demagogue was our Word of the Day on 11/04/2014. Hear the podcast!
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Examples of demagogue in a Sentence
Like other good Whigs, they had assumed that the people, once free of English influence, would honor and elevate the country's true patriots and natural aristocracy in ways that the English Crown had not. But when in the decades following the Revolution the people seemed to succumb to the deceit and flattery of mushroom demagogues, who were the popular counterparts of courtiers, the Federalists became bewildered and bitter. —Gordon S. Wood, Revolutionary Characters, 2006
Before the U.S. could begin to help Haiti rebuild its ravaged democracy last week, it first had to remove a raving demagogue. —Tim Padgett et al., Time, 15 Mar. 2004
Here's the background: Tennessee's finances are a mess. The state is facing a shortfall of some $310 million—but legislators remember what happened last year when they considered imposing the first income tax on wages. Goaded by talk-radio demagogues, hundreds of citizens surrounded the Statehouse in a near riot. —Editor & Publisher, 4 Feb. 2002
His opponent called him a bigoted demagogue.
that politician is just a demagogue who preys upon people's fears and prejudices
Recent Examples of demagogue from the Web
Part of the answer is a technical one: The Electoral College, designed to protect the country from demagogues, instead elected one.
But then, as that last bit suggests, such demagogues have always maintained a distinction between the industrious rich and the money-changers.
Sure, Tim Rice’s lyrics and story of the life of Eva (Dee Roscioli) and Juan Perón (Paulo Szot) depict angry crowds electing a demagogue, and explicitly draw comparisons to the WWII fascists Franco and Mussolini.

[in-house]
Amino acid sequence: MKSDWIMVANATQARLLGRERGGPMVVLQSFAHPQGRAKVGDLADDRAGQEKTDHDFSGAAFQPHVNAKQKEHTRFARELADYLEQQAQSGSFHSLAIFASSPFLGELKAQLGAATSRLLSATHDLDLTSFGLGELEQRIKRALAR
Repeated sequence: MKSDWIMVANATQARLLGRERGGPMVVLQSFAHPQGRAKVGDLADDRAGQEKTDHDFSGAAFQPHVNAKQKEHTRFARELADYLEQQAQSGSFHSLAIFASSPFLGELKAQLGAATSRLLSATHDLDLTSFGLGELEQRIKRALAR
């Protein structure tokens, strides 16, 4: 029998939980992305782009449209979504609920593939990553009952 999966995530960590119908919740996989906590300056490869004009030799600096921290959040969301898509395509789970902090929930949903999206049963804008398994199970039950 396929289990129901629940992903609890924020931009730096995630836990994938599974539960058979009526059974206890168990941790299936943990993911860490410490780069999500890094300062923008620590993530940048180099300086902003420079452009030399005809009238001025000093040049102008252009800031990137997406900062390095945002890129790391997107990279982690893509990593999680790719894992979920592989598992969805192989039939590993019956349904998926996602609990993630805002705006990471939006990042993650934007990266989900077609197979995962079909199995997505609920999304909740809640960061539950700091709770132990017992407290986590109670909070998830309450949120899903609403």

What cost did Kelly ever pay for being a racial demagogue?
There are lot of downsides to electing an amoral, xenophobic demagogue with a history of borrowing large sums of money from Russian banks and a (related?) fondness for Vladmir Putin.
What Kelly is, though, is a pretty blond white woman who exists in the era of a racist demagogue president.
The former Democratic presidential candidate, who hails from Brooklyn and attended the school for a year, urged graduates to stand together and not let demagogues divide the country.
But I’m reminded of it by the commentator Tucker Carlson, who is a subtle, intelligent writer at his best, and a smug, pandering demagogue at his worst.
These example sentences are selected automatically from various online news sources to reflect current usage of the word 'demagogue'. Views expressed in the examples do not represent the opinion of Merriam-Webster or its editors. Send us feedback.
Did You Know?
When the ancient Greeks used dēmagōgos (from dēmos, meaning "people," and agein, "to lead") they meant someone good-a leader who used outstanding oratorical skills to further the interests of the common people. Mid-17th-century writers such as Thomas Hobbes and John Dryden-and, later, Jonathan Swift-employed the English word that way. But, at the same time, the word took a negative turn, coming to suggest one who uses powers of persuasion to sway and mislead. "A plausible, insignificant word, in the mouth of an expert demagogue, is a dangerous and a dreadful weapon," declared Robert South, known for his sermons, in 1716.
Examples of demagogue in a Sentence
But Clinton's boldness seemed to work, at least within the Beltway. House Republicans mostly stifled the urge to demagogue against his plan. —Tom Morganthau et al., Newsweek, 11 Dec. 1995
DEMAGOGUE Defined for English Language Learners
Definition of demagogue for English Language Learners
: a political leader who tries to get support by making false claims and promises and using arguments based on emotion rather than reason
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